Global warming to resite wheat crops

March 24, 1995

A new model of the effects of global warming predicts that wheat crop production could drop by a third in drought-prone countries and those of low latitude. But crop production could surge elsewhere around the globe.

The study, soon to be published in Science, predicts that Brazil will lose 35 per cent and Egypt about 30 per cent of their potential to produce wheat over the next 50 years. But China will be able to grow 15 per cent more wheat and potential production in the Canadian prairies and the southern Soviet Union will also increase.

Martin Parry, of the University College London geography department, one author of the study, said that the latest predictions show that global temperature would change at twice the rate that ecosystems can adapt.

He was speaking at a London meeting at which scientists agreed that there is no evidence to challenge the central idea of the greenhouse effect - that human activity is pumping gases into the atmosphere causing it to heat up.

David Carson, director of the Hadley Centre for climate change, said: "The most recent modelling results strengthen my concern about the prospect of climate change in response to man's influence and give me more confidence in models' ability to simulate it."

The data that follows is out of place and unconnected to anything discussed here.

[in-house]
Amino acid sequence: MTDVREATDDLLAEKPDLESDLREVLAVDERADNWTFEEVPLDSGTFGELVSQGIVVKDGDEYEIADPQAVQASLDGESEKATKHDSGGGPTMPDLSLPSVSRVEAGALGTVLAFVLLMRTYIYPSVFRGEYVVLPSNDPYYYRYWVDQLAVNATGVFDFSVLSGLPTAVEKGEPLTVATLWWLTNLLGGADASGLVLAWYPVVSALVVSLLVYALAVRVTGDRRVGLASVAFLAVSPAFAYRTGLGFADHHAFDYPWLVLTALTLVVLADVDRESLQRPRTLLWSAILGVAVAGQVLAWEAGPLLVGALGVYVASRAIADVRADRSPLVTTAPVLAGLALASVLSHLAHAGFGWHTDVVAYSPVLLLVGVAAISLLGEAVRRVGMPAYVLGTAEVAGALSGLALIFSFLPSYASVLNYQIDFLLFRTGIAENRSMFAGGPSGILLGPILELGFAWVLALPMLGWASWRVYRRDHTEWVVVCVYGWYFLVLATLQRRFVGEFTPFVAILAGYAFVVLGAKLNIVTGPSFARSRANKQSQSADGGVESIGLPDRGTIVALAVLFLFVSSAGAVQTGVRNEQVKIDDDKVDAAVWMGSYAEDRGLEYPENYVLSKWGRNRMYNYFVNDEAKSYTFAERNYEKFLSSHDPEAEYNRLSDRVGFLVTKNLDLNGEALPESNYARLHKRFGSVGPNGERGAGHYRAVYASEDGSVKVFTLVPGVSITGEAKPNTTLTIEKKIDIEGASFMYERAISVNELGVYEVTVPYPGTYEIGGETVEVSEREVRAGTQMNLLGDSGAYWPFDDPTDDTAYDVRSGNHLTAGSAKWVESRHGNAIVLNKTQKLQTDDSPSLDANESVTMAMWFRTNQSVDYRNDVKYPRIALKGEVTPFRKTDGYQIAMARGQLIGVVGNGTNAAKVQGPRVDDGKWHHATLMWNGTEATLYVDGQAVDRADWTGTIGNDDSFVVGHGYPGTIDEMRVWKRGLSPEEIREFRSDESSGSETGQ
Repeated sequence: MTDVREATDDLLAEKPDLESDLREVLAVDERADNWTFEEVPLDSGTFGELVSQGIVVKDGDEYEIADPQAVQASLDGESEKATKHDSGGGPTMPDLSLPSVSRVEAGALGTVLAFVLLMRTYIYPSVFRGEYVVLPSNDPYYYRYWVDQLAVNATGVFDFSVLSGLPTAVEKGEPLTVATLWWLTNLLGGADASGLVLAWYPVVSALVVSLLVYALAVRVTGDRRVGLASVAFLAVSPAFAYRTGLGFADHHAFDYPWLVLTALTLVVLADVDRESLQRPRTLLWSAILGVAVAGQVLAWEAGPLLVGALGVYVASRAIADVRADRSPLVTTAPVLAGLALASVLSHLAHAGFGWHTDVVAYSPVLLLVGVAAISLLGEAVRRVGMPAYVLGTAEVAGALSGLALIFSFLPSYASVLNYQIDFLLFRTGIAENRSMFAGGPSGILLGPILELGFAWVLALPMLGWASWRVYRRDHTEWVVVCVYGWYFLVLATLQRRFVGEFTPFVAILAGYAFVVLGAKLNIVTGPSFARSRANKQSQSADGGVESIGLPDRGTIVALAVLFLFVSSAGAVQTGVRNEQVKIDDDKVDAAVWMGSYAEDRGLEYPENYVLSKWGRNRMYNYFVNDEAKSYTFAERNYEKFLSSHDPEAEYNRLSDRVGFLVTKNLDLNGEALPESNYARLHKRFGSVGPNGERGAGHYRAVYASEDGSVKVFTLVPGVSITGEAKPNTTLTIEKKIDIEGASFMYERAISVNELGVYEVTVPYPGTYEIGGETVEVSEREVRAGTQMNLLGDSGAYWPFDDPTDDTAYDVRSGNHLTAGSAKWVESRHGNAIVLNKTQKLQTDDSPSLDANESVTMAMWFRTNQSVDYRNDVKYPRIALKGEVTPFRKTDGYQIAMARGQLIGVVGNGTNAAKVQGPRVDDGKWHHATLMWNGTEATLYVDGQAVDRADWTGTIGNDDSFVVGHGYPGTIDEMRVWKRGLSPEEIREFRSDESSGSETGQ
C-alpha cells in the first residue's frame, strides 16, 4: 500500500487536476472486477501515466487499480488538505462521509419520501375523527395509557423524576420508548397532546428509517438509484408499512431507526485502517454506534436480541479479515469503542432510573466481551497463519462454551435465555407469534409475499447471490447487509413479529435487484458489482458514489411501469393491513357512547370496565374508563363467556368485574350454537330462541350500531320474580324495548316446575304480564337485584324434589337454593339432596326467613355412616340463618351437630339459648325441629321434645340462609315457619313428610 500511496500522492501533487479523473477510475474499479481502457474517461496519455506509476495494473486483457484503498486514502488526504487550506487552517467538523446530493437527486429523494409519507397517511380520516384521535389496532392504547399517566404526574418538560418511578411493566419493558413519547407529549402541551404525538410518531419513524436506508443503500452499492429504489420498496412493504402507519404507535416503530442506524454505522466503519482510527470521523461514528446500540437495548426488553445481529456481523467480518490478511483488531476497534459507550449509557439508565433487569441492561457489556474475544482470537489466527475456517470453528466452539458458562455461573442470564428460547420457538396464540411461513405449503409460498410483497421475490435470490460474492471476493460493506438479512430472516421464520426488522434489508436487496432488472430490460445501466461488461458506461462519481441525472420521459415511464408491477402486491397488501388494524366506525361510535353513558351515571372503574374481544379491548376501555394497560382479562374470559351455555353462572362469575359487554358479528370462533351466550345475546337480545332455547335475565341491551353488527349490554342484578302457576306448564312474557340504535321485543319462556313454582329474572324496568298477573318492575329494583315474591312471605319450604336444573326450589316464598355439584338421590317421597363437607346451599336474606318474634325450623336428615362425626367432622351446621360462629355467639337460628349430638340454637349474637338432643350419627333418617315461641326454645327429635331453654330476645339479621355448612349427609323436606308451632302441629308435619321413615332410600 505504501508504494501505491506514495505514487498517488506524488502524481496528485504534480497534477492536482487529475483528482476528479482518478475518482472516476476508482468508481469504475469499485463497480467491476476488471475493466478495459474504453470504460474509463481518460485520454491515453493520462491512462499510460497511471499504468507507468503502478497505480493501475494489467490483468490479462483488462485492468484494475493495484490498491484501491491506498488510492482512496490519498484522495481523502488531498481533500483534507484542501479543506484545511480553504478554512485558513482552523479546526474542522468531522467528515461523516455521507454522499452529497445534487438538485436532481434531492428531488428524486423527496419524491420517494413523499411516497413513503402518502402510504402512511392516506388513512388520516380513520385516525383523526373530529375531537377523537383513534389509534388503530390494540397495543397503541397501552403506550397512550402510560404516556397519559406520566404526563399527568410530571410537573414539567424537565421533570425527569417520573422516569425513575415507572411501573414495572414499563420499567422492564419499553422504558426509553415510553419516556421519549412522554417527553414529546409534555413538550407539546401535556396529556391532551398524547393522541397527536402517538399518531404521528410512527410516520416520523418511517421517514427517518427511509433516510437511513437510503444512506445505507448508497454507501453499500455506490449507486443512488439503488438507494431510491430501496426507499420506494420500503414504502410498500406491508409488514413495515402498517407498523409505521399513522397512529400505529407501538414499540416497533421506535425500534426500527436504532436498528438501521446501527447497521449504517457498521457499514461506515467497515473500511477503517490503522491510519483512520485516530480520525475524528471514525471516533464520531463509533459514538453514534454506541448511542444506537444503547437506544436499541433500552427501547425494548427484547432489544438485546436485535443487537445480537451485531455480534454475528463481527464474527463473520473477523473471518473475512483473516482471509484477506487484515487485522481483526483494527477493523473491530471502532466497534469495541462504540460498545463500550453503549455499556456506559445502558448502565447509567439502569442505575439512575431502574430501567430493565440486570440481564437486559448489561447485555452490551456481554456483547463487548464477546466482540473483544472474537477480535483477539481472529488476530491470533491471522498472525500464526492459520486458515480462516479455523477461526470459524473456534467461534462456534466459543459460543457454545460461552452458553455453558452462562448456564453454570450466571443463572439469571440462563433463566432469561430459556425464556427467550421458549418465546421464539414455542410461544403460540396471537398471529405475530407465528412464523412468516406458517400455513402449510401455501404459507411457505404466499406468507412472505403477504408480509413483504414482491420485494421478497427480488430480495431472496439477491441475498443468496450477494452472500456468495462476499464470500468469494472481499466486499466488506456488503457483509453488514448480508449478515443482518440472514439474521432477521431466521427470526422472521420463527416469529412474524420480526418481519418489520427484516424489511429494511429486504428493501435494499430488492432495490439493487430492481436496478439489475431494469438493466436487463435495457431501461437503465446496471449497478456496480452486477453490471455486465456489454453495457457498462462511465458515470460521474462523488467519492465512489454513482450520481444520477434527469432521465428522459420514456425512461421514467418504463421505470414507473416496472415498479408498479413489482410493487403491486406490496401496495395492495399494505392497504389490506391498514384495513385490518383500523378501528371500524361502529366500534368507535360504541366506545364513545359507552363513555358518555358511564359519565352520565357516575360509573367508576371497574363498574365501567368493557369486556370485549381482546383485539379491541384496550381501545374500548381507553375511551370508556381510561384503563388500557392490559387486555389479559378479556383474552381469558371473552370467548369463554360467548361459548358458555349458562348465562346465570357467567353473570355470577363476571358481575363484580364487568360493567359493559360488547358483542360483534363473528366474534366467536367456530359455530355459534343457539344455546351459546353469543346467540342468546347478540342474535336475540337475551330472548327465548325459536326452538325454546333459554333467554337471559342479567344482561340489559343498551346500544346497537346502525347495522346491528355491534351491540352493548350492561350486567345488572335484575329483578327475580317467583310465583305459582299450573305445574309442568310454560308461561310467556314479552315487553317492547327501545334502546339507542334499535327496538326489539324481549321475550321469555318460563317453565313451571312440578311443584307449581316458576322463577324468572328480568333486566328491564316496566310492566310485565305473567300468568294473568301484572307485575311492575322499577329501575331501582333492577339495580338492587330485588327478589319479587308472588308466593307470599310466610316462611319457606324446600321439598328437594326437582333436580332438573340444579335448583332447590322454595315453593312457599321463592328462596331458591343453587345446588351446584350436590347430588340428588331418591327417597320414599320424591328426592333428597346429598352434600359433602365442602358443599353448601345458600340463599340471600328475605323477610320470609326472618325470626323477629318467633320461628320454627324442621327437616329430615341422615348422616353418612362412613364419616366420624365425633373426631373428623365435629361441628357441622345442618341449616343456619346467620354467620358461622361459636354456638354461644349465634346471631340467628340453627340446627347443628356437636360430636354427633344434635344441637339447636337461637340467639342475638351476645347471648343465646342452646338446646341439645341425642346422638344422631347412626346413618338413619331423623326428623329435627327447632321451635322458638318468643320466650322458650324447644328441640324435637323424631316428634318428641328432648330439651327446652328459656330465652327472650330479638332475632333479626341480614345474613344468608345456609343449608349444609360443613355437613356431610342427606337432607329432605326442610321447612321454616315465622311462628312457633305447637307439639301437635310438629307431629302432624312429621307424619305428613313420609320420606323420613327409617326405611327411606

The centre published a report this week on its efforts to include the effect of sulphur dioxide emissions in its global climate computer models. Sulphur dioxide emissions have masked the greenhouse effect because they turn into sulphate aerosols which cool the atmosphere by reflecting some of the sun's rays away from earth.

By including sulphur dioxide emissions, the model now predicts an increase in temperature of 0.2C, rather than 0.3C, per decade - more in line with observations. But the effect of sulphur dioxide is transient: "If we stopped producing it today then within a few weeks we would expect it to have lost its influence," said Dr Carson.

Chris Folland, also of the Hadley Centre, said that evidence for global warming includes a new report on glaciers, showing that most are continuing to recede.

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